Stahl and the Russian are, in effect, the angel and devil on O’Malley’s shoulders, each urging him in an opposite direction. O’Malley already feels the attraction to the Russian’s world of greater unity with the Soul of the Earth; it’s Stahl who has to use persuasion to make him stay in our world. Stahl wants to study O’Malley, sure he’ll understand something about the man’s strangely innocent power. Stahl serves a second function, too, as one of Blackwood’s theorisers, using the quasi-scientific language of early 20th century spiritualism — “fluid” or “etheric” selves, and so on — as well as his own theories of an “Urmensch” to explain in technical detail the ideas behind this novel:

“Beings,” the doctor corrected him, “not men. The prefix Ur-, moreover, I use in a deeper sense than is usually attached to it as in Urwald, Urwelt, and the like. An Urmensch in the world today must suggest a survival of an almost incredible kind—a kind, too, utterly inadmissible and inexplicable to the materialist perhaps—”

Stahl brings in the philosophy of Gustav Fechner — William James’s lecture on him, later published in A Pluralistic Universe (1909), is explicitly cited — who believed that the Earth had a collective consciousness, a sum total of all her inhabitants’, plus something extra of her own. For eyes, she has our eyes; for ears, she has our ears. And from her come not only life forms such as ourselves, but “the gods and fairies of olden time”, as “emanations of her mighty central soul”. (And Earth in turn is a “Mood in the Consciousness of the Universe, [and] that Universe again was mothered by another vaster one … and the total that included them all was not the gods—but God.”)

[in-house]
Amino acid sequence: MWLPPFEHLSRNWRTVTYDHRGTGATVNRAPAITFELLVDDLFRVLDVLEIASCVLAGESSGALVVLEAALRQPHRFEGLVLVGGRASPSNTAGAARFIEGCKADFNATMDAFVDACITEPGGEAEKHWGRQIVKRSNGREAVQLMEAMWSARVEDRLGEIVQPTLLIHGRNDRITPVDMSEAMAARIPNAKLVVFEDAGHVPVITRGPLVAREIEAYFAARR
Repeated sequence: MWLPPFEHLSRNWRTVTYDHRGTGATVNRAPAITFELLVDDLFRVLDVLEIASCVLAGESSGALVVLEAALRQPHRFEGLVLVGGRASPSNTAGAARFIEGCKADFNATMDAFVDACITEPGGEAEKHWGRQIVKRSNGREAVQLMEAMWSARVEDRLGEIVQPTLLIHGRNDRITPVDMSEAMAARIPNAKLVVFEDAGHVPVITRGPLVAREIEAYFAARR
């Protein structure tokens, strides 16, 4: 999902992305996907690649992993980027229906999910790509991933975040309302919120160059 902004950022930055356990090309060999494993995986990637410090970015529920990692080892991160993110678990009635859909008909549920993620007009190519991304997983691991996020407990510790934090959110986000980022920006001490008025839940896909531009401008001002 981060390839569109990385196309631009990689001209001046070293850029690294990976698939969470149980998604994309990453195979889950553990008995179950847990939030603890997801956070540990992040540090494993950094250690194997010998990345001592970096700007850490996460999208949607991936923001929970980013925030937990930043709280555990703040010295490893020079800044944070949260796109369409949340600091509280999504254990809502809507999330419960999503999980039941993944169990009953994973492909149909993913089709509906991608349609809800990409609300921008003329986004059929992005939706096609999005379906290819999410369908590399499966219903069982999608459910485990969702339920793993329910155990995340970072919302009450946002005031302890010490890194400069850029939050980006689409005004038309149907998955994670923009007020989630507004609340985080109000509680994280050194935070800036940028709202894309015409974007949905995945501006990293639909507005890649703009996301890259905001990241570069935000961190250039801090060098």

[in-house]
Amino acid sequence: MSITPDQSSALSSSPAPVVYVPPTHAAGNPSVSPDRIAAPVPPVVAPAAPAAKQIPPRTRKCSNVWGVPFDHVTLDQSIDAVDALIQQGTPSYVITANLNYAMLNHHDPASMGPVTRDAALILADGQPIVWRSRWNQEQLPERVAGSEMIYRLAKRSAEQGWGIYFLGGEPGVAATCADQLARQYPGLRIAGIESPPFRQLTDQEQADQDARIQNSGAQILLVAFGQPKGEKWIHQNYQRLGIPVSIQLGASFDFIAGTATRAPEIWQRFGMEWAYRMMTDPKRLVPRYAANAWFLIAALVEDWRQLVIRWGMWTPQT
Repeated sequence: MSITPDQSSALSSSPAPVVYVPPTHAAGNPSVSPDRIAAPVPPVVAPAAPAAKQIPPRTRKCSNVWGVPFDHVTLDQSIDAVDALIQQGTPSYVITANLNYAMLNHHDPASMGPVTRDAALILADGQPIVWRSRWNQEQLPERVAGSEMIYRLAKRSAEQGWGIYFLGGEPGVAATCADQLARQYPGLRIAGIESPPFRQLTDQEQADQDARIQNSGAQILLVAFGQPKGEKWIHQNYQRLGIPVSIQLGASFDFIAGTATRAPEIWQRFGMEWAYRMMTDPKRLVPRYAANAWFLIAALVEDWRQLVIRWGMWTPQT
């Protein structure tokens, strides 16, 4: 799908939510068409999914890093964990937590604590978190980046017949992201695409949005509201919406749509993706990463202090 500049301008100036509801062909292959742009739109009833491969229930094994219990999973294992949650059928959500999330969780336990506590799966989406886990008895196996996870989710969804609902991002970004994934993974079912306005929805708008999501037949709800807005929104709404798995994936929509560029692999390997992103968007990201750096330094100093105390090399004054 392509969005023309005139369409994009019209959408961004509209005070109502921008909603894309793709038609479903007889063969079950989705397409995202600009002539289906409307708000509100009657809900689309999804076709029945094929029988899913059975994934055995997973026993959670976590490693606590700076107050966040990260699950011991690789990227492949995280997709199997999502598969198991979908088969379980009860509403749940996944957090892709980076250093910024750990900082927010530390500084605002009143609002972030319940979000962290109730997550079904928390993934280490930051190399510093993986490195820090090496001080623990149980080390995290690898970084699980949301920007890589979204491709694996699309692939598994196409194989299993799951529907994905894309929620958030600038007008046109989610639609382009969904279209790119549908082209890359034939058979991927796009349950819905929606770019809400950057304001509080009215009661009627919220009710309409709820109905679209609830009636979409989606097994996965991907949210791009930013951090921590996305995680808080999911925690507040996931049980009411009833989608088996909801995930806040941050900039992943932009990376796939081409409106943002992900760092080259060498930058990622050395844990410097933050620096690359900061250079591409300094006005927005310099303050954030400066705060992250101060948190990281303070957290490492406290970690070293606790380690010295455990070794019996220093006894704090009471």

The rest of the novel chronicles O’Malley’s journey deeper into union with the collective consciousness of the Earth, and then his return to civilisation, to teach what he has learned, in “a crusade that should preach peace and happiness to every living creature” — though one that is, of course, doomed to failure, as are all such dreamers’ crusades.

Bocklin’s “Centaurs” (1873) is mentioned in the novel

The Centaur was, according to Mike Ashley’s biography Starlight Man, one of Blackwood’s favourite among his own novels, and “closest to his own personal outlook”. It was difficult for Blackwood to finish (he broke off halfway to write another novel, Julius LaVallon), as he wrote to a friend:

“The theme, of course, is far beyond my powers, but it flames in me with such pain that I MUST get it out as best I can.”

Blackwood’s sympathies in The Centaur are clearly with O’Malley and the Russian. While he uses Dr Stahl as a mouthpiece to explain the theory he’s propounding, he also uses him as an externalisation of that part of O’Malley that can’t quite let go of “Humanity and Civilisation”, and so is held back from complete union with that massive-souled collective consciousness, Nature.

The novel reads, in a way, like an expanded version of one of my favourite Blackwood stories, “The Touch of Pan” (1917), whose narrator is led into the woods by the simple-souled nature-loving daughter of rich parents, there to find themselves transformed before Pan. The girl in that story is called an “idiot” by her parents for her refusal to be interested in their social world. In The Centaur, Blackwood at one point mentions “Sally Beauchamp No. 4” among other examples of the mysteries of human consciousness, this being the fourth personality of a multiple-personality patient studied by Morton Prince and detailed in his The Dissociation of Personality (1906). This fourth personality of “Sally Beauchamp” was also termed “the idiot” for her unawareness of details of Sally’s everyday life. Blackwood seems to take this idea of multiple personalities, and other aspects of what would be now thought of as mental illness, as hints of the sort of “Extensions of Human Faculty” that so fascinated him.